Sunday's Washington Post featured an article adapted from reporter Dan Balz's new 2012 campaign book, Collision 2012, and the excerpt focused on Romney's take on why he entered the race and why he lost. Toward the end of the article, which was based on a series of interviews Balz conducted with Romney, the twice-failed Republican presidential candidate was forced to confront his 47-percent remarks, and he just couldn't do so forthrightly. 

First, Romney blamed his initial botched response to the video—his bungled, impromptu press conference the night Mother Jones released the video—on a misperception of what was on the video:

[Romney] was in California and said at first he couldn't get a look at the video. His advisers were pushing him to respond as quickly as he could. "As I understood it, and as they described it to me, not having heard it, it was saying, 'Look, the Democrats have 47 percent, we’ve got 45 percent, my job is to get the people in the middle, and I've got to get the people in the middle,'" he said. "And I thought, 'Well, that’s a reasonable thing.'... It's not a topic I talk about in public, but there's nothing wrong with it. They've got a bloc of voters, we've got a bloc of voters, I've got to get the ones in the middle. And I thought that that would be how it would be perceived—as a candidate talking about the process of focusing on the people in the middle who can either vote Republican or Democrat. As it turned out, down the road, it became perceived as being something very different."

Whoa. He first thought the video only showed him stating the obvious? That Obama had his voters, Romney had his supporters, and the small percentage in between was up for grabs? Well, that would have hardly caused a fuss. But here's what doesn't track: When the video was posted, an article accompanied the video with a transcript of what Romney had said. Anyone with a smart phone could access the video and the transcript of his remarks, in which he stated:

There are 47 percent of the people who will vote for the president no matter what. All right, there are 47 percent who are with him, who are dependent upon government, who believe that they are victims, who believe the government has a responsibility to care for them, who believe that they are entitled to health care, to food, to housing, to you-name-it. That that's an entitlement. And the government should give it to them. And they will vote for this president no matter what… These are people who pay no income tax..."[M]y job is is not to worry about those people. I'll never convince them they should take personal responsibility and care for their lives."

Raised Big Money for Obama? You Get an Ambassadorship!

| Mon Jul. 29, 2013 9:03 AM EDT
Matthew Barzun, Obama's national fundraising guru, will become the US' ambassador to the United Kingdom.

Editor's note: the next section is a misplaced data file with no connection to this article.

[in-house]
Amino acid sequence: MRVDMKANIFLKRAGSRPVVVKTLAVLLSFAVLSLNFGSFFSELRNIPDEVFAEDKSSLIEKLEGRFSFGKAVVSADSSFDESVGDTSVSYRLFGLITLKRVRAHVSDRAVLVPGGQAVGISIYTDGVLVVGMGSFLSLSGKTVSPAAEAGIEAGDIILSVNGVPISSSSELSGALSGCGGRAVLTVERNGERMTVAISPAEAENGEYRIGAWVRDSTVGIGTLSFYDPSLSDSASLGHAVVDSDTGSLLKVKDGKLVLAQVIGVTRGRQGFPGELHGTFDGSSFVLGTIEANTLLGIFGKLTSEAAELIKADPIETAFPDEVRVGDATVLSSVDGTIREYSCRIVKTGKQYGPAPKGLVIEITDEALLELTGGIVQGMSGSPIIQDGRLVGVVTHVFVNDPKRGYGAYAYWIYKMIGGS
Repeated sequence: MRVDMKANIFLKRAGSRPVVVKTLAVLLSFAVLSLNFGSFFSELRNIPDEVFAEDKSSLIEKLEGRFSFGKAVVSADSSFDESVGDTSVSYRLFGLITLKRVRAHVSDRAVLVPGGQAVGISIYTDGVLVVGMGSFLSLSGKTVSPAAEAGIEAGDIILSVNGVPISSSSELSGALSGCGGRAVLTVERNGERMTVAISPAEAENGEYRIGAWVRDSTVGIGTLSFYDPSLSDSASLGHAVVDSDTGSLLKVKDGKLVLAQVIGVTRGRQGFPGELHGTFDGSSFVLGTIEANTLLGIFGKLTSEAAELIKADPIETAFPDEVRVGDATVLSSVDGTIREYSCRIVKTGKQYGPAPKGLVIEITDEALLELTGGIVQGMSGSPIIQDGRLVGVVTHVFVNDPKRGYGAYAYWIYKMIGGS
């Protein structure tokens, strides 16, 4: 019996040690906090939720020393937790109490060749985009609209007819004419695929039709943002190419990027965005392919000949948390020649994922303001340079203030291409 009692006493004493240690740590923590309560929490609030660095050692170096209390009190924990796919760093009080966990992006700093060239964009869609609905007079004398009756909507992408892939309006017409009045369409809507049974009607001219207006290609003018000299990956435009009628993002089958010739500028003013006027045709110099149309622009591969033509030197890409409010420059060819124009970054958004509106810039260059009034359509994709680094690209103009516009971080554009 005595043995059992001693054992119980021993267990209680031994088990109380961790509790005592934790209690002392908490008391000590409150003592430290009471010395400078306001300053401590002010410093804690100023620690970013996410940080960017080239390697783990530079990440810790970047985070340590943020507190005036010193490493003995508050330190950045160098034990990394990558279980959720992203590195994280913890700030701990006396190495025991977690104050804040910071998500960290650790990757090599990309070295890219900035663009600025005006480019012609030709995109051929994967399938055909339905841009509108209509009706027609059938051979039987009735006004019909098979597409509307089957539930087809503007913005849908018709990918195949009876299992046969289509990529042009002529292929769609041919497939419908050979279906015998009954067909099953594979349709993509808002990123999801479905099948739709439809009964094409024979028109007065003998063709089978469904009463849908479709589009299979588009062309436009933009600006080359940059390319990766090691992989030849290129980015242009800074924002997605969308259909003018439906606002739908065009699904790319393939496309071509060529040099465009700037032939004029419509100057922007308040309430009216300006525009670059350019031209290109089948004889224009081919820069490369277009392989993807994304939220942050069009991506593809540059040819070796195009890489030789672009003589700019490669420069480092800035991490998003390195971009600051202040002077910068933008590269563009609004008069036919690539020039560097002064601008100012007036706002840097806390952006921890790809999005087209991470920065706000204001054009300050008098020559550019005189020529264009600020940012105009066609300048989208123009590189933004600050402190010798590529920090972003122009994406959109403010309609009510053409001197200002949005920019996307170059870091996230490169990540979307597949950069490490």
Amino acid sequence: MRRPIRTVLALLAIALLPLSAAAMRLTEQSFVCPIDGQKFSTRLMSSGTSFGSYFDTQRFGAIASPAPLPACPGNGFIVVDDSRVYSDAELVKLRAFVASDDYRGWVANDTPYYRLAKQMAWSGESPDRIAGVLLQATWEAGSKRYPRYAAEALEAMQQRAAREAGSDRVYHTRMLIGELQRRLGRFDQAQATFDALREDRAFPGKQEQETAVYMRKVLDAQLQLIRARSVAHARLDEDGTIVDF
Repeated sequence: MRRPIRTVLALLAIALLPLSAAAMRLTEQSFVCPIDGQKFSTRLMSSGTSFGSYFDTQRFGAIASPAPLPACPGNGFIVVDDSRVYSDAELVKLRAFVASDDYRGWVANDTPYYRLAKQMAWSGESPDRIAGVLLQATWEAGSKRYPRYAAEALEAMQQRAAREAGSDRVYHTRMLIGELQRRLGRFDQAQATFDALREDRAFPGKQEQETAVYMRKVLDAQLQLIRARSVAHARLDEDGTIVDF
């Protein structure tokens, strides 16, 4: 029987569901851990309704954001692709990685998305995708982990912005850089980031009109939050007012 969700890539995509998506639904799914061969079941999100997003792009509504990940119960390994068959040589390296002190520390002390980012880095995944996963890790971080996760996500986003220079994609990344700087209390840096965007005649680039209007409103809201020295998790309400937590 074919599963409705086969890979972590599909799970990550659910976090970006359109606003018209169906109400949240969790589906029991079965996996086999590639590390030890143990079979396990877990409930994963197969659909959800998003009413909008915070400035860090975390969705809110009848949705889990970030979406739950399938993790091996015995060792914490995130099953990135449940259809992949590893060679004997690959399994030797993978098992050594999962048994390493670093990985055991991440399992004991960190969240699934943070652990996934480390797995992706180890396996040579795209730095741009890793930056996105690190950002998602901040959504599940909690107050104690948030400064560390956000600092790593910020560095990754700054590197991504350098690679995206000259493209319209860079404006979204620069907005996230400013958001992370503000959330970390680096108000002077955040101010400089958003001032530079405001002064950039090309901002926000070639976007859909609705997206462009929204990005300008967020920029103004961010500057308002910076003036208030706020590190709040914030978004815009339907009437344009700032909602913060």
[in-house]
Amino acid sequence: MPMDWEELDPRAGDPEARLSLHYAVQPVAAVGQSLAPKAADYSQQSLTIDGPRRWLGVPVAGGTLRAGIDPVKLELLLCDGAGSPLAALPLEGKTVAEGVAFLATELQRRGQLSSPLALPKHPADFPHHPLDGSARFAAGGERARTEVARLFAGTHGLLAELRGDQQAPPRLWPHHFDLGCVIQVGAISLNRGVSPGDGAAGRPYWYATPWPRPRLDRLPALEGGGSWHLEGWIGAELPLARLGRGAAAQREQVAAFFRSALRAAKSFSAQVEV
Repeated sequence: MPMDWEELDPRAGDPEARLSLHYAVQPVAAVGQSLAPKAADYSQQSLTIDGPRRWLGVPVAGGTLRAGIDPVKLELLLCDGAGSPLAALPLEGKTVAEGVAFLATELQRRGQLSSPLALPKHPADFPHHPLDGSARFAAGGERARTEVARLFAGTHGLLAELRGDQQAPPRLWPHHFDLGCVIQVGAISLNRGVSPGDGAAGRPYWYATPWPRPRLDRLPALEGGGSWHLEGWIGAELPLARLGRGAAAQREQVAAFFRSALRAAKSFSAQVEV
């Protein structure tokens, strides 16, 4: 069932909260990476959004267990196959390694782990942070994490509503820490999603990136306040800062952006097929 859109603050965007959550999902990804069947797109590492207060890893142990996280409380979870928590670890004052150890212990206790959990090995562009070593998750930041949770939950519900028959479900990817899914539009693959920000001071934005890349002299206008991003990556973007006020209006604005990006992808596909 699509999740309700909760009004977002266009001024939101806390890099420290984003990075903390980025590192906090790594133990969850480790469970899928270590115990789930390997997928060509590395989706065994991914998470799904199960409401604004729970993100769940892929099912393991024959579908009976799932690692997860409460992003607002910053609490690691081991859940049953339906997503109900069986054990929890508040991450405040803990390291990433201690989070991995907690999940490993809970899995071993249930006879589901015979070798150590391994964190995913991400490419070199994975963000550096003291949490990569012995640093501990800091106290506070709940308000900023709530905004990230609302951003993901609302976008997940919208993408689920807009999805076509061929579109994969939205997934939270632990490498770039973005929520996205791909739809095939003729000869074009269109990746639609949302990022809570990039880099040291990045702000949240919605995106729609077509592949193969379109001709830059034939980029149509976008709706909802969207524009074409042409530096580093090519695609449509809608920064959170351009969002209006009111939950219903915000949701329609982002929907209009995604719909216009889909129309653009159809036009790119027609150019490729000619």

When he first ran for president, Barack Obama pledged to...well, you know the story. No more politics as usual, curbing the clout of lobbyists and special interests, the most transparent administration ever, etc., etc. But there's one time-honored, you-scratch-my-back-I'll-scratch-yours Washington tradition that Obama has been more than happy to continue: Rewarding major campaign fundraisers with plum gigs as ambassadors.

At last count, 26 of Obama's existing and nominated ambassadors had raised money for the president and the Democrats. Together, those fundraisers scared up at least $13.6 million for Obama's campaigns, the Democratic Party, and other Democratic congressional candidates, according to Bloomberg News.

One in three of Obama's diplomatic appointees have been political appointees, according to the American Foreign Service Association. That's right on track with his predecessors going back to Ronald Reagan.

These fundraisers aren't getting shipped off to far-flung locales. Instead, they can look forward to a few years of fine dining and nightly parties. For instance, there's Matthew Barzun, who chaired Obama's team of fundraisers, or "finance committee," who was named US ambassador the UK. Rufus Gifford, the chief fundraiser for Obama's 2012 campaign and his second inauguration, will head off to Denmark. A slew of other regional fundraisers have also scored high-profile ambassadorships: Alexa Wesner (Austria), Denise Bauer (Belgium), John Emerson (Germany), Kirk Wagar (Singapore), and Jim Costos (Spain). A White House spokesman told Bloomberg that each of Obama's ambassador picks was qualified for the job, adding, "None of them was chosen because they supported the president's campaign and none of them should have been ruled out just because they did."

Early in his first term, Obama acknowledged that "there probably will be some" political types serving in diplomatic posts. But the rainmaker-to-ambassador pipeline has continued enough under Obama's watch that the foreign service association last year urged him to cut down as naming political allies to diplomatic positions. "Now is the time to end the spoils system and the de facto 'three-year rental' of ambassadorships," the group's governing board said in a statement. "The appointment of non-career individuals, however accomplished in their own field, to lead America's important diplomatic missions abroad should be exceptional and circumscribed, not the routine practice it has become over the last three decades."